Continued down the road toward Plopis but could not find it. After doubling back, discovered why we had missed it earlier: the sign for the turnoff was facing the opposite direction. The church was at the end of a narrow farm road and set in an open field. At the door, we noted several telephone numbers to call for the key. I tried three of them, using the word for key in French and German to no avail. At my fourth attempt, I spoke to a little boy who knew enough English to tell me it was not possible to open the church. Plopis is supposed to be the â€œlittle sisterâ€? to Surdesti, with paintings from the same collaborator. If that is the case, perhaps we did not miss too much. Drove through Cavnic, over the Neteda Pass, and along the Cosau Valley to see Budesti Josani Church, dating from 1643 and located in the center of town. Entered an open poarta to the churchyard and were hopeful that we would find the church open. That was not the case; again, there was a list of telephone numbers that I tried. A nice woman apologized that no one was available to bring the key, so Jake and I walked far up into the cemetery and took several photos of the impressive building. Just as we returned to the car, a man drove up and asked if we would like to see the church. We were, of course, delighted. He opened the lock with a special tool and showed us how the ancient apparatus worked, and allowed us to take a few photos of the interior. The paintings, by a famous icon artist, were surrounded with painted frames, in shades of brown, white, and black; whether intentional or caused by time, the effect was very pleasing.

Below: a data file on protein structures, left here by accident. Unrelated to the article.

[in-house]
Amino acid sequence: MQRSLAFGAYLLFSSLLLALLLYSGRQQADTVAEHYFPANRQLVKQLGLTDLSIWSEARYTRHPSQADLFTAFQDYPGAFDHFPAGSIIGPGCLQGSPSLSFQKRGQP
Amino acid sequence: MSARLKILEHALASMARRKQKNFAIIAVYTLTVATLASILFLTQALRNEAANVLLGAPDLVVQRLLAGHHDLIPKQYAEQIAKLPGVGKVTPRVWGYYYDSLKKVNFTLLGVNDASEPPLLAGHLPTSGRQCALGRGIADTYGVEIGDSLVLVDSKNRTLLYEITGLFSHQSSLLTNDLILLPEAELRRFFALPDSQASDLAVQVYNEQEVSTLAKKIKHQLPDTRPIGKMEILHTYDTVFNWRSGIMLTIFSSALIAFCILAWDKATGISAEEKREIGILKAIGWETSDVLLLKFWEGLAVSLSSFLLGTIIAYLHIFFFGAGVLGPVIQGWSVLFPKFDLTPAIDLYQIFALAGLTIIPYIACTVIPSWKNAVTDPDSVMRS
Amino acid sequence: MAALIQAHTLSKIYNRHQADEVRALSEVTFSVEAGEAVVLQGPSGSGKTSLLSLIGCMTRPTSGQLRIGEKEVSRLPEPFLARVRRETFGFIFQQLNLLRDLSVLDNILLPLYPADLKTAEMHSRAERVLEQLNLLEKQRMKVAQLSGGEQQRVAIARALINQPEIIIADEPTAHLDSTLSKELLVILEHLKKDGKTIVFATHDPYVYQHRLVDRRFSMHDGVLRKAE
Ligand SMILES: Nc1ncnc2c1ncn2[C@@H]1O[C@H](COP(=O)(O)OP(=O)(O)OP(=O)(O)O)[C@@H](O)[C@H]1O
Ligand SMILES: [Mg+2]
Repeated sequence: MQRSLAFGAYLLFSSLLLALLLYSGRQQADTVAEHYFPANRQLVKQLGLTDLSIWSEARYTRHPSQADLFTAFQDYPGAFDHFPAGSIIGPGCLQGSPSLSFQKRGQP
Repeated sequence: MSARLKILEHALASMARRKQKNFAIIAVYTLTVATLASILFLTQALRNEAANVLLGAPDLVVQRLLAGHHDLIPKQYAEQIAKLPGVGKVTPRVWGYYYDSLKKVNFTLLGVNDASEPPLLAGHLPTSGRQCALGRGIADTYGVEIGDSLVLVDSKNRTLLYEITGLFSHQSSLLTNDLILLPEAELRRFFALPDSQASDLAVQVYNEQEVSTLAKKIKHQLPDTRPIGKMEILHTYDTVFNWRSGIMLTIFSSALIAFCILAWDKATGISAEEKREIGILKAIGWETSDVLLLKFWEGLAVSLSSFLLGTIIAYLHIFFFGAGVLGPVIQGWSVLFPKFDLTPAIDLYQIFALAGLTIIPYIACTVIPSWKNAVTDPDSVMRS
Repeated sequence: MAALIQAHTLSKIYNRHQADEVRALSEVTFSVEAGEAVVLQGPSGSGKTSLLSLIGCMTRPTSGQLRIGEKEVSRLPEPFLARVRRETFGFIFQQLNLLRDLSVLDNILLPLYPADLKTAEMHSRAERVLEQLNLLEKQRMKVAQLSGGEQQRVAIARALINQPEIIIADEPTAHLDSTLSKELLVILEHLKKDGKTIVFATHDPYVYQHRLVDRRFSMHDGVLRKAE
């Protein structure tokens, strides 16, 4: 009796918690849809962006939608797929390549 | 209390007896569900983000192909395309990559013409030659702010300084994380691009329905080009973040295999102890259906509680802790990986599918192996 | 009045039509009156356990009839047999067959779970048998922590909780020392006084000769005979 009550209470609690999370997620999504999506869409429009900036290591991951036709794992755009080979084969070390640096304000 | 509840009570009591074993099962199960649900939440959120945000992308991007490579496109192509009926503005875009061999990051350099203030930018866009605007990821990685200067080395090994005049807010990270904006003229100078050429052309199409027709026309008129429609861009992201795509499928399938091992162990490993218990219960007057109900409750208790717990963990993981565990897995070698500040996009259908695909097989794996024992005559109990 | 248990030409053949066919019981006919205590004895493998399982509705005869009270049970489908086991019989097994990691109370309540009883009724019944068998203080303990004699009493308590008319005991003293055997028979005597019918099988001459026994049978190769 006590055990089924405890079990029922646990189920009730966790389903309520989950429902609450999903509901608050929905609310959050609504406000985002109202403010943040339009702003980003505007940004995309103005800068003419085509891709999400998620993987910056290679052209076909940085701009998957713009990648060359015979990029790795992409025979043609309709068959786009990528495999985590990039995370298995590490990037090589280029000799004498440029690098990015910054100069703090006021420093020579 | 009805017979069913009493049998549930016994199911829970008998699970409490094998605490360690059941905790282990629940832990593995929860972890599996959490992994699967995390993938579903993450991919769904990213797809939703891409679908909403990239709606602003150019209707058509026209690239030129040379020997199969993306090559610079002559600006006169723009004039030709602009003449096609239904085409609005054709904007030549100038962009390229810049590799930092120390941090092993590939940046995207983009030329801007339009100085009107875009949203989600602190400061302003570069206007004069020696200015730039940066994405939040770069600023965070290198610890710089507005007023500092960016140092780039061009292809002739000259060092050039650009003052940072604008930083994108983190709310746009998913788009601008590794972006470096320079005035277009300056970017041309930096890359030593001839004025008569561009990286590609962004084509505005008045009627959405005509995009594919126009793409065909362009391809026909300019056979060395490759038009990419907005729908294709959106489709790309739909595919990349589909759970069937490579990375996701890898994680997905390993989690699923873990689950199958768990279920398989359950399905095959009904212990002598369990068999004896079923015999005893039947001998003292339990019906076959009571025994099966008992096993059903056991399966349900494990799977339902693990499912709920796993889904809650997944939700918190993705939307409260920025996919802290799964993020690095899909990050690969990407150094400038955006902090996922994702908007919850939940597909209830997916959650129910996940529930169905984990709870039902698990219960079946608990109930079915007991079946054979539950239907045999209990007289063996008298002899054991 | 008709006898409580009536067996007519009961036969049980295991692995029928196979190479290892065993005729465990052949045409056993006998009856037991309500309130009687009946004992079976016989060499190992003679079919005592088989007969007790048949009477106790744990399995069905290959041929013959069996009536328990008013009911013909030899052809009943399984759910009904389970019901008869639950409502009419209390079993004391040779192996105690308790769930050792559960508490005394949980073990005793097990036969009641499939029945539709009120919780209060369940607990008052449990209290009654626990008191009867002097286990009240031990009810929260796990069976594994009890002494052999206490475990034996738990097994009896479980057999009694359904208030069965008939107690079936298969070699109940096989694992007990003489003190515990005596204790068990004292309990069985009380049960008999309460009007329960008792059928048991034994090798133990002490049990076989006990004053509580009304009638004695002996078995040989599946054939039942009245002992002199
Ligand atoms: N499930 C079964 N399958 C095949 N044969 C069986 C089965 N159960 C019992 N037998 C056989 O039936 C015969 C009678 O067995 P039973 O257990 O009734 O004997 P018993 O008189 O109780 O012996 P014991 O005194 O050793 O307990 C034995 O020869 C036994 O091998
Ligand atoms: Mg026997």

Budesti Josani UNESCO
Returned to the hotel restaurant this evening and took the same table that we had last night. This time, we ordered the house special: a huge wooden bowl of pork, potatoes, and vegetables. A costumed trio played and sang traditional Romanian songs during the evening. It was particularly fun for us, as the other guests all appeared to be locals. Everyone clapped and sang along, and two couples got up and danced so enthusiastically that we were concerned they would knock over the performers.
Friday, June 15 N o co ffee to be fo und at breakfast so we got an early start, driv ing w est to w ard Budapest. Our last site in Ro mania w as the M e rry Cemetery (Cimitirul Vesel) at Sapanta, 20 kilometers from Sighetu. The cemetery was started in the mid-1930s when local folk artist Stan Ioan Patras carved and painted hundreds of wooden crosses to mark the graves of deceased villagers. On the upper part of each is a basre lie f sc e ne that de sc ribe s something important about the life of the departed (good or bad). Below is a clever poem or epitaph that is, unfortunately, only in Romanian. The cross is then decorated with folk motifs and painte d brig ht c o lo rs, particularly blue. There are more than 800 of these graves in the Merry Cemetery, as Stanâ€™s apprentice took over the project after Stanâ€™s own death. 99
Journal kept by Susan Hanes during a sixweek trip to Southeastern Europe from May 9 ~ June 21, 2012. Photos by Susan Hanes and George Leonard, copyright 2012. V. 5 100